The Journal of Improbable Research gives out the IgNobel Awards, but also publishes "Real research, about anything and everything, from everywhere. Research that's maybe good or bad, important or trivial, valuable or worthless." A good candidate might be the vast study Active commuting and obesity in mid-life: cross-sectional, observational evidence from UK Biobank. It came up with a conclusion that seems pretty obvious and well documented; according to Richard Masoner of Cyclicious:
In the largest study of its kind, British researchers found adults who commute to work via cycling or walking have lower body fat percentage and body mass index (BMI) measures in mid-life compared to adults who commute via car, according to a new study in March 16 2016 issue of The Lancet Diabetes & Endocrinology journal.
The study actually looked at 150,000 people aged between 40 and 69 in the UK, and it turns out that bikes are best, with the average cycling man weighing 11 pounds less than the driver, and the average woman 9.7 pounds less.
“We found that, compared with commuting by car, public transport, walking and cycling or a mix of all three are associated with reductions in body mass and body fat percentage, even when accounting for demographic and socioeconomic factors,” said study author Dr Ellen Flint, Lecturer in Population Health from the London School of Hygiene & Tropical Medicine, UK. “Many people live too far from their workplace for walking or cycling to be feasible, but even the incidental physical activity involved in public transport can have an important effect.”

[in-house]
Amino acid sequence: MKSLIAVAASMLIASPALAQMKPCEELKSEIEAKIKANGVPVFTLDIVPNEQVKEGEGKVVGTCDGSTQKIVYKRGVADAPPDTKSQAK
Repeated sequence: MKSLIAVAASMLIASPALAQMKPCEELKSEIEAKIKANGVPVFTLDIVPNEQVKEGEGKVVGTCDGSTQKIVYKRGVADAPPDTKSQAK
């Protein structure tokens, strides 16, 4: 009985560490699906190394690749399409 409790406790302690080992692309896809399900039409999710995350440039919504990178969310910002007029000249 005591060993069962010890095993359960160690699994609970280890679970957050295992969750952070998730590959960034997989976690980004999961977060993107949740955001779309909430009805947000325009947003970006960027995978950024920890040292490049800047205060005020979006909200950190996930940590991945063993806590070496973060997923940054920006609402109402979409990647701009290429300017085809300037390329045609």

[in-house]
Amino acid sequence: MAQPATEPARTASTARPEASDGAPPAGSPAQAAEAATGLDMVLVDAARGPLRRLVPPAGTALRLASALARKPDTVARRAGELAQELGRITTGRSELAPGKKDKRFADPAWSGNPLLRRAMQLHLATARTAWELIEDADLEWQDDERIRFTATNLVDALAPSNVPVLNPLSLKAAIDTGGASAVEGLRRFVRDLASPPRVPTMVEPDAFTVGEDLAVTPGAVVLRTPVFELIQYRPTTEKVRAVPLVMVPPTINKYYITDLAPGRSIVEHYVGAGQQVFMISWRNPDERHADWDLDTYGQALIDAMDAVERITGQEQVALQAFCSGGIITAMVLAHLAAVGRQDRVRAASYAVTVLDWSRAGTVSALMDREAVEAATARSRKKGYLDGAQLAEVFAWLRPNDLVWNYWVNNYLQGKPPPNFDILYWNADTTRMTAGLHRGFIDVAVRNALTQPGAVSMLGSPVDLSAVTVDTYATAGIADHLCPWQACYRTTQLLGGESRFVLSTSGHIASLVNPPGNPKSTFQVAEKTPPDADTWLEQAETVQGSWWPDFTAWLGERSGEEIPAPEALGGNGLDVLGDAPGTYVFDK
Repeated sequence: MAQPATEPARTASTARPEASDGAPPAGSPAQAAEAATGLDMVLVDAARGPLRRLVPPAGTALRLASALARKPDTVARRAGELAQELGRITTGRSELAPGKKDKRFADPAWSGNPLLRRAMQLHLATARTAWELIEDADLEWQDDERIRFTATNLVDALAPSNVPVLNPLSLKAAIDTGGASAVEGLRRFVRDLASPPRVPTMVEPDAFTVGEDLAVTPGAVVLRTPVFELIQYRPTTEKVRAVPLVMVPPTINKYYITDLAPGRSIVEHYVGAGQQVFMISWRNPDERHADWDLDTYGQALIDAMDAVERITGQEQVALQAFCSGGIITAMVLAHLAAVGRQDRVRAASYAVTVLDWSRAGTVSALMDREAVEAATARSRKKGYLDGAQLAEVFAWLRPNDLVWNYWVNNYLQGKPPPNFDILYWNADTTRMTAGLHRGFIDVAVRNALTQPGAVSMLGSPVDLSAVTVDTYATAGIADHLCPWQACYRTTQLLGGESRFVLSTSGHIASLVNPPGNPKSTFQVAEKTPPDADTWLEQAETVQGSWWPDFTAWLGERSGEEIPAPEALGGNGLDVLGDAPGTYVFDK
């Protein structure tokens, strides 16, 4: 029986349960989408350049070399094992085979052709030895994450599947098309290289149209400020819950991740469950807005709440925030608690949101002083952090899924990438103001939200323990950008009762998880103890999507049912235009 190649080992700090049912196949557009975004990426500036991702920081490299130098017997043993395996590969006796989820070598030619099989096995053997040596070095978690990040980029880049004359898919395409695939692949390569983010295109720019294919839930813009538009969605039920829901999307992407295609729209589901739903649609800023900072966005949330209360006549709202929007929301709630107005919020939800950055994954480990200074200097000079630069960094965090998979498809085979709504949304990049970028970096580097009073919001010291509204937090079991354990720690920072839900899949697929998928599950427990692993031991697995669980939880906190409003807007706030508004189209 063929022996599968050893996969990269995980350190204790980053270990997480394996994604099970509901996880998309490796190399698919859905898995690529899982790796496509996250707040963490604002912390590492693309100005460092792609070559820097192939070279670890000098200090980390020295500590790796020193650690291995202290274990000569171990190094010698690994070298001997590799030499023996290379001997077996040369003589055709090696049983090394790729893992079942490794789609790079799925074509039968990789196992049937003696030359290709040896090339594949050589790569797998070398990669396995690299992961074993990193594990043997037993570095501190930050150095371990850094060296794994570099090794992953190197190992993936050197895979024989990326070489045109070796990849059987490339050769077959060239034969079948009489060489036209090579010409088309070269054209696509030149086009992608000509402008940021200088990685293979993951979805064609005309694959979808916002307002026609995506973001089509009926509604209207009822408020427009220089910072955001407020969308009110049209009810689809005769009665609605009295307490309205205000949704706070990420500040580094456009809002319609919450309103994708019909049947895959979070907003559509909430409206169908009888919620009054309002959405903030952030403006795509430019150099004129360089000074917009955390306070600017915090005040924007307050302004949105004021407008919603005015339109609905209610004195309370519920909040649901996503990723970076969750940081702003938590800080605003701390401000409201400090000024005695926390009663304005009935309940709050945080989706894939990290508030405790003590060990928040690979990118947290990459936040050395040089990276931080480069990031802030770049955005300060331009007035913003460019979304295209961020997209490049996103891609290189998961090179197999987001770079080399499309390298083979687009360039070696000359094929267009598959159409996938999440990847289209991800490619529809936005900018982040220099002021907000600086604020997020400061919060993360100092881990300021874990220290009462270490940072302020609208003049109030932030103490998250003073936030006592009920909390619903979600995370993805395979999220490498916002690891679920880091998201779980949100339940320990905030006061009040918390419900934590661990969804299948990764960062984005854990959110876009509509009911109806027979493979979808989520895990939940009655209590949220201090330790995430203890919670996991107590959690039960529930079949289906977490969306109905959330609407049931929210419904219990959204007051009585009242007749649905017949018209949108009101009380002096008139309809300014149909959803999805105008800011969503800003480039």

Ellen Flint has been in TreeHugger previously, with a study that looked at whether people who took transit were skinnier and found that indeed it was almost as good as cycling. That's probably because there is a lot of walking to get to the bus stop and a lot of stairs and tunnels in the subway system.
A key finding from this study is that the effects observed for public transport were very similar in size and significance to those for walking or cycling to work.
John Pulcher of Rutgers University has also made the point.
However, even though the study seems a bit redundant, it's the biggest yet and is yet more confirmation of the benefits to society and individuals of getting out of their cars and on to active transportation. As Richard Masoner notes, "Your daily drive to work not only slowly kills everyone around you, it slowly kills you as well."